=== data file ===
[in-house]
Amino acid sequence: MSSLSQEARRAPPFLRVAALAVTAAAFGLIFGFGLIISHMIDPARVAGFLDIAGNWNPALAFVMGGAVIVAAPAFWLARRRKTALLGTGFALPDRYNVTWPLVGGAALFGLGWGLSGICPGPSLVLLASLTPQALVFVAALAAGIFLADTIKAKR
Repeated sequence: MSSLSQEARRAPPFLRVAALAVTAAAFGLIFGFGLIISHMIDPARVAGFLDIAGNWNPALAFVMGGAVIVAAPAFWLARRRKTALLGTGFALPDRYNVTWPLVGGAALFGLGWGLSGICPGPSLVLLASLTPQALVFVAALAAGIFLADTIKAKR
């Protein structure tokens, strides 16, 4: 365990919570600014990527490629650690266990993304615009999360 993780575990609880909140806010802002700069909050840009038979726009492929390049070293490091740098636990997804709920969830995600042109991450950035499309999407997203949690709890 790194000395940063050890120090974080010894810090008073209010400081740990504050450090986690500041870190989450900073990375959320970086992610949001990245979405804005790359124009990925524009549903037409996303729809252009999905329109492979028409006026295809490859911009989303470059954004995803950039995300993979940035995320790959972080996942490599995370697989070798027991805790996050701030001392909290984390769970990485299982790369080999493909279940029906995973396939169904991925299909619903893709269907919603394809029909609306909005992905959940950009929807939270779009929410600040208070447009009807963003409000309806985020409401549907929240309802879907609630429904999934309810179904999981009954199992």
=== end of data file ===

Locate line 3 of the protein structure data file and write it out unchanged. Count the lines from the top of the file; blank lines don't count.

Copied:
Repeated sequence: MSSLSQEARRAPPFLRVAALAVTAAAFGLIFGFGLIISHMIDPARVAGFLDIAGNWNPALAFVMGGAVIVAAPAFWLARRRKTALLGTGFALPDRYNVTWPLVGGAALFGLGWGLSGICPGPSLVLLASLTPQALVFVAALAAGIFLADTIKAKR